SARAH SHARPE WRITES – The COVID-19 pandemic has transformed this country into the most chaotic I have ever seen! I have never been more scared and confused, simultaneously. The shutdown of LMU, along with many other college campuses, has dramatically shifted the lives of students and faculty. Places of work have shut down; restaurants, bars, and shops are closed until further notice.

I live off campus in the small community of Playa Vista, and my family lives a few hours north in Ojai. While my parents are generally healthy, my dad is nearing 70. Because of my potential exposure to the virus, I know that for another ten days I cannot be home with them. I am quarantined in my apartment with my best friend. Our online classes begin next week.

I have never seen grocery stores and pharmacies so empty. Due to stocking up last week, though, my fridge is full and I have a Costco size box of water bottles. The Amazon-Primed motion sensor soap dispenser arrived yesterday. I scrub-in every time I return home. Although I am thankful for the resources that I have access to, the feelings that come with being isolated are starting to settle in – after only three days.

As a student who is highly involved in the community, I feel as though my purpose and identity have melted away. I love being a student!  I am a social butterfly. With my gym and pool closed, I can only exercise outside of the apartment building and or inside. I cannot go to restaurants, bars, or shops. Even though I know that isolation and social-distancing are necessary, I am beginning to struggle. 

I worry about my friends who work in the medical field and who are first responders. I worry about my parents staying healthy. I feel as though my life is dissolving, from complex and fulfilling into nothing more than existence. This situation has forced me to reevaluate both what is most important to me and who is most important to me. 

While we do not know how long this will last, it is safe to assume social isolation will be necessary for another few weeks, at least. I know that in order to keep my mental health in check, I need to stay busy. I have planned  things to do every day including homework, research, puzzles, cleaning, arts and crafts, and running. If I isolate myself, I will not get sick with COVID-19, but I worry equally about both the psychological and physical effects of this experience.

While these days have been filled with anxiety and frustration, I have learned something: Never to take opportunities and chances for new experiences in life for granted. I am yearning to return to normalcy, and pray that things begin to improve sooner rather than later.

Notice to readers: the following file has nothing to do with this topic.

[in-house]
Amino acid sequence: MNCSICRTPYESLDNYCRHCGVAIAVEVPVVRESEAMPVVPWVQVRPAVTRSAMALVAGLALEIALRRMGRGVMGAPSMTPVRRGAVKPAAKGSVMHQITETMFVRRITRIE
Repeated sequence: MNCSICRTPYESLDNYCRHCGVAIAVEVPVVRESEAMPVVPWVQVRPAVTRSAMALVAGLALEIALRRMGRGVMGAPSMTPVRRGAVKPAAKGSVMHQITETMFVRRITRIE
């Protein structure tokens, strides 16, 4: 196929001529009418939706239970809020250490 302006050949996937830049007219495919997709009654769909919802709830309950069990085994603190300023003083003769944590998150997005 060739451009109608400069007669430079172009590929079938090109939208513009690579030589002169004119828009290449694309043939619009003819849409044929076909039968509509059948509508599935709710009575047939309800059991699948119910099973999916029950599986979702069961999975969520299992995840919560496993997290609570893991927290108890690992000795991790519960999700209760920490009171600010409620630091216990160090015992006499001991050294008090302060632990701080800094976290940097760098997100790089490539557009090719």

April 3, 2020 Update


SARAH SHARPE WRITES-The picture above is from my walk along the bluff of LMU’s campus. I have walked from my apartment in Playa Vista to the west side of this trail and back every day for the past five days. When I get to the highest point, as seen above, I stop and sit on the ground for a few minutes, just breathing in the fresh air. I take a few more minutes to quietly reflect upon my current situation and pray for those who are not as fortunate as I am. 

The past couple of days have been the most challenging thus far. Being isolated and missing my family is starting to eat away at my emotional stability. I swing back and forth from feeling down to feeling thankful for my safety and my good health. Tomorrow is my dad’s birthday, and my mom’s is in two weeks. I will not be with them for either.

From trying an array of eclectic, challenging new recipes to working out multiple times a day, I guess you could say that I am taking good care of myself. I am not depressed and I am healthy; but  I am not sure how long either of these will remain true. Going to my local grocery store feels haunting; everyone is wearing a mask and gloves, nobody seems to want to make eye contact with me, and the occasional sound from the security guard’s walkie-talkie mixed with the blaring Christmas music-yes, in April!- reminds me of a scene from the TV show Handmaid’s Tale. 

I am working through the process of acceptance to welcome in a new normal. While I, like every other person on this planet, am eager for this to end, I also recognize the value in experiencing adversity. I can only hope that this experience changes us all for better, not worse.  

April 10th 2020 update

Things are changing… 

In the past week, local public health policies and social standards in Los Angeles have been dramatically altered. Face masks are now required in public settings, stores are only allowing ten people in at a time, and all open trails and parks have been closed off and covered in caution tape. More of the local restaurants that I frequent have temporarily closed, and fewer and fewer people are walking around my neighborhood. 

While these changes are absolutely necessary in regards to slowing the spread of COVID-19, they reinforce the mental struggle that we are all experiencing. My daily walk on a public, and very quiet, trail near my apartment was a compelling force in maintaining my sanity. Because of recent closures, I will have to adapt and figure out a new place to run. I want to be a part of the solution, not a part of the problem; but humans are inherently selfish, and I am upset about my trail closure. 

I never could have imagined that things would be where they are today with this crisis. If you told me last month that this is where our lives would be, I would have laughed and assumed you were being dramatic. Like last week, the most challenging mental hurdle for me has been acceptance; I am surprised every day by the news headlines and new regulations. I am simply so in awe of this global transformation, and the radical changes made to our daily lives. 

LMU undergraduate Sarah Sharpe is a Contributing Editor to Asia Media International.  `

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